What I heard again and again is that we may have to settle for a counterterrorism-focused mission, but that should be an unfortunate option of last resort, not our going-in policy. Furthermore, we should not allow resources to determine strategy, as this study suggests, which was one interpretation I heard for the administration’s recent statements walking back U.S. goals: The economy’s bad, and we have to do what we can. This gets it backwards. We should determine the optimal outcome we are confident we can accomplish, and then pay for it. After all, we still have a GDP of, what, $12 trillion? If our conception of strategic success is achievable, let’s not hide behind tightening budgets.
If I recall correctly, this was, until very recently, a consensus view held by people on the center-left and the center-right, not a maximalist view embraced only by a right-wing fringe. And I’m pretty sure this remains a widely held view. The Obama Administration has made a miscalculation, albeit a minor one for now: the tentative thought, it seems, is that lowering expectations will help us deliver an acceptable outcome. I think the opposite is actually true. Expectations are already extremely low. No one expects Afghanistan to become Switzerland. To achieve some kind of decent outcome, we really do need to ramp up our engagement in Afghanistan, up to and including offering long-term security guarantees that can alleviate anxieties in India and Pakistan regarding a security vacuum. As Chris suggests, building some kind of broadly representative government is an important part of this process, not out of messianic zeal but rather out of a recognition that a government effective enough to police its borders — and you need to do that if you want to stamp out terrorist training camps — has to be seen as basically legitimate.
Right now, we’re not helping matters. Steve Coll has explained how an overreliance on air strikes in particular and a failure to provide population security has undermined support for the U.S. effort in Afghanistan and for Karzai’s government.
Apart from the security issue, the first big push against this center of gravity will be the presidential election to be held later this year. The international community is poised to invest several hundred million dollars to stage this election in what will be, at best, difficult security conditions. The idea is to invest either a reëlected Karzai or an opposition candidate with legitimacy, so that as Afghan security forces such as the Afghan National Army are built up, they will be linked to a viable national leadership.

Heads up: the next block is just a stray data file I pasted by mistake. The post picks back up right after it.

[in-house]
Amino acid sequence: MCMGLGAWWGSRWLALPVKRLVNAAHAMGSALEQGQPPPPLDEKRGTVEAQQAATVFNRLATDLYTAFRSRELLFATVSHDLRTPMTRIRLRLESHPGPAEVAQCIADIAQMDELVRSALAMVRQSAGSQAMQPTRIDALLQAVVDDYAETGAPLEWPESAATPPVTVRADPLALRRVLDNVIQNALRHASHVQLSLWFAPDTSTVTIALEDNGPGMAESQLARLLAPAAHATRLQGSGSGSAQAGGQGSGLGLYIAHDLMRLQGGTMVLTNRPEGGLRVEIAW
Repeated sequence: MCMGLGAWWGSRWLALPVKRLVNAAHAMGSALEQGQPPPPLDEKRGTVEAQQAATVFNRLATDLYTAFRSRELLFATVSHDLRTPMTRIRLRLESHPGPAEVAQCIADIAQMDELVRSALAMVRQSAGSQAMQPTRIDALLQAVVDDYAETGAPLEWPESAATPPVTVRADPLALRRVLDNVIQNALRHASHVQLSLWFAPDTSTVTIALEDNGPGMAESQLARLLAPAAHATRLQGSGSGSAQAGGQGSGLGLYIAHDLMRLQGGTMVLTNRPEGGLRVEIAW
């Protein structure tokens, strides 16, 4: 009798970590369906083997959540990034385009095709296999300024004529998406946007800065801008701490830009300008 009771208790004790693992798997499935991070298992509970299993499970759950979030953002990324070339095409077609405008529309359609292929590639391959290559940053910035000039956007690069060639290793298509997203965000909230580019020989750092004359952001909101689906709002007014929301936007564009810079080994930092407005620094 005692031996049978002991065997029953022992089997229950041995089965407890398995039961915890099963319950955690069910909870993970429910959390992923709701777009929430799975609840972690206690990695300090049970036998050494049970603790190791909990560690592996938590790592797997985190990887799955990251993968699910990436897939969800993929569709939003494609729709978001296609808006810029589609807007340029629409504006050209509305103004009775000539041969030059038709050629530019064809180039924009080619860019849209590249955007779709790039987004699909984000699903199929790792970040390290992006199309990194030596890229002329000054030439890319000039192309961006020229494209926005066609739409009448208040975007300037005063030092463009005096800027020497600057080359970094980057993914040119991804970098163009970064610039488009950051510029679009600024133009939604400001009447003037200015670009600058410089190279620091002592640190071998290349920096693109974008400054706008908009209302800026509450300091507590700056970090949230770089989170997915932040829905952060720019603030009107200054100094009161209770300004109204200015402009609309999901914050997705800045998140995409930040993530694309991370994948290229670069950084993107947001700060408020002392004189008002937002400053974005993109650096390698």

What is the gravest threat? As Coll explains, it is that the Taliban will be able to change the composition of the electorate enough to fatally undermine the legitimacy of the Kabul government. To avoid this scenario, we need to ramp up efforts to secure Afghanistan’s civilian population — which is to say, now is exactly the wrong time to lower expectations.
Think about it: if we try and succeed, we’ve shifted Afghanistan to a new, more stable equilibrium that will make it more likely that the country will help improve the strategic landscape in South Asia. If we try and fail, we can downshift to using space-based lasers to zap “Terrorist Training Camps” — which will be visible from space, because they will be centered around enormous concrete “T“s. Actually, no, they won’t be — zapping terrorist training camps will require a great deal of intelligence work, which will require a significant presence on the ground and supply lines, a serious problem at the moment. Which is to say, even the lightweight, Rumsfeldian approach that some are proposing would be pretty costly. By not investing now in a more favorable political environment, we are raising the longer term costs of engagement.
Senator Lieberman gave an excellent, sober speech&& on Afghanistan that offers measured praise for President Obama’s approach thus far. The core of the speech is that a military surge isn’t enough — Afghanistan also requires a civilian surge, which he outlines. To launch a civilian surge, we actually need to create a sense of urgency about the situation, which is to say we need to raise expectations for what we can achieve in the medium term.
I learned a lot from from Frederick Kagan’s NR survey, which I strongly recommend. When Andrew calls Afghanistan an ungovernable wasteland, I have to say, I don’t fully get it. Even the Soviets, for all their brutality and incompetence, came very close to making a deal with Massoud in the latter days of their occupation. The Soviet defeat in Afghanistan was not inevitable — that’s why they made a movie about Charlie Wilson’s War. And we happen to be in a far more favorable position than the Soviets for any number of reasons, not least that a majority, albeit a dwindling majority, of Afghans supports our presence.
This really, really isn’t a left-right issue. I don’t agree with Robert Kagan on everything. For one thing, I come down differently on the tradeoffs involved in sharply increasing military spending. But I think he’s on the side of the angels here, as he was on changing our political-military strategy in Iraq.